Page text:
News | Ultrasound Imaging | June 01, 2021

Ultrasound, MRI Aid Placenta Accreta Diagnosis

Placental bulge sign on prenatal ultrasound or MRI helps diagnose severe placental accreta spectrum disorder warranting hysterectomy rather than conservative management

A) Ultrasound in 28-year-old woman (B) MRI in 34-year-old woman with suspected PAS disorder. Focal area of placental tissues bulge toward imaginary lines of normal uterine contour (dash lines). Length (L) and depth (D) measurements of placental bulge also demonstrated. p = placenta; b = bladder. Image courtesy of American Roentgen Ray Society (ARRS), American Journal of Roentgenology (AJR)

A) Ultrasound in 28-year-old woman (B) MRI in 34-year-old woman with suspected PAS disorder. Focal area of placental tissues bulge toward imaginary lines of normal uterine contour (dash lines). Length (L) and depth (D) measurements of placental bulge also demonstrated. p = placenta; b = bladder. Image courtesy of American Roentgen Ray Society (ARRS), American Journal of Roentgenology (AJR)

June 1, 2021 — According to an open-access Editor's Choice article in ARRS' American Journal of Roentgenology (AJR), accurate prenatal diagnosis of severe placental accreta spectrum (PAS) disorder by imaging could help guide maternal counseling and selection between hysterectomy and uterine-preserving surgery.

"The findings suggest strong performance of placental bulge in diagnosing severe PAS on both ultrasound and MRI, with potentially relatively stronger performance on MRI," wrote corresponding author Manjiri Dighe from the department of radiology at the University of Washington School of Medicine. "Nonetheless, interobserver agreement remains suboptimal on both modalities."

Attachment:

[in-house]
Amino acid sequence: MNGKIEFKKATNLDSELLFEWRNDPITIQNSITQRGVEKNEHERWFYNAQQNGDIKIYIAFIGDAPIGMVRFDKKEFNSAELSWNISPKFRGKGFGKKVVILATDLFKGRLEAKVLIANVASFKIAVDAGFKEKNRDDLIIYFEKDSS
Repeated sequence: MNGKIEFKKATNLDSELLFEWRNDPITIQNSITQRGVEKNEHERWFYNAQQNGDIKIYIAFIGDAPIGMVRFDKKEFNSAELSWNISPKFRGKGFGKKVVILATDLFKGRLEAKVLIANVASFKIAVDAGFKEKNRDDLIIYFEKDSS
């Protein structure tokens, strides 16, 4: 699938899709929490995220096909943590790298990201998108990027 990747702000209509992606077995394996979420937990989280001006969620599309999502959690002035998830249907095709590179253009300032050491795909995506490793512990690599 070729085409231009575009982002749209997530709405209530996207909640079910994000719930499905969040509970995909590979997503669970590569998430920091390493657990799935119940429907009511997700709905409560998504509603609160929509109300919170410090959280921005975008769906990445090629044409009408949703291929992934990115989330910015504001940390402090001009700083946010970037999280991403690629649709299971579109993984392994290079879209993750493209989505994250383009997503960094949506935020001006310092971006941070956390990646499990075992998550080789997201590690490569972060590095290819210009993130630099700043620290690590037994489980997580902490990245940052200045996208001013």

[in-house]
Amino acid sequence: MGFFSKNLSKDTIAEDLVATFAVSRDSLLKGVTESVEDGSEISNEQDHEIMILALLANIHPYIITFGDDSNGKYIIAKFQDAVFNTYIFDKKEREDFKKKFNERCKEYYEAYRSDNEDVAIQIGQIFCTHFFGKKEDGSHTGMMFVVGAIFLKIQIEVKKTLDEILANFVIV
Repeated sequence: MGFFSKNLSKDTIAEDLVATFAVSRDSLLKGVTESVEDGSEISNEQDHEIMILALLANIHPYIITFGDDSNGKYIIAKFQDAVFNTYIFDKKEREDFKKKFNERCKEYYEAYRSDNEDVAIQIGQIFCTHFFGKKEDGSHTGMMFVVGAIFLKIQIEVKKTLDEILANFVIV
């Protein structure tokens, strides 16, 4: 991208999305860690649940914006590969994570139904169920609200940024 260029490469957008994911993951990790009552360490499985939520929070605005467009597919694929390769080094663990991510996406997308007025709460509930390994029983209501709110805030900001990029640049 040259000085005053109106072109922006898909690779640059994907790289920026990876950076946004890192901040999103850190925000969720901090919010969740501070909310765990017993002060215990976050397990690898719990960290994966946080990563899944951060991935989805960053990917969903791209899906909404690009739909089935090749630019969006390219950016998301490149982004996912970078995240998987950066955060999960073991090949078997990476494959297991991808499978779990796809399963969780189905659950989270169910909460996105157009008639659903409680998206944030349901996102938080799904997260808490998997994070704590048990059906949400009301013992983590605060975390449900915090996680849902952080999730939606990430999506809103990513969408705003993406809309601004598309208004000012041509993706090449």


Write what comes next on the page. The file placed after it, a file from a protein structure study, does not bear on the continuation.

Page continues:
On ultrasound and MRI alike, the placental bulge sign represents deeper venous invasion in PAS—the focal area of myometrial-placental bulging beyond the normal uterine contour. Dighe and colleagues' retrospective study included 62 pregnant women (mean age, 33.2 years) with clinically suspected PAS who underwent both ultrasound and MRI. Blinded to final diagnoses, two maternal-fetal medicine specialists for ultrasound and three abdominal radiologists for MRI independently reviewed images for their respective modality. Using intraoperative and pathologic findings, alongside International Federation of Gynaecology and Obstetrics classification, patients were separated into those with and without severe PAS.

"In diagnosing severe PAS," Dighe et al. noted, "placental bulge sign achieved on ultrasound an accuracy of 85.5%, sensitivity of 91.7%, and specificity of 76.9%, and on MRI an accuracy of 90.3%, sensitivity of 94.4%, and specificity of 84.6%." Ultimately, placental bulge was an independent predictor of severe PAS on ultrasound (odds ratio=8.94) and MRI (odds ratio=45.67).

"Placental bulge sign on either prenatal ultrasound or MRI may help diagnose severe PAS warranting hysterectomy rather than conservative management," the authors of this AJR article concluded.

For more information: www.arrs.org

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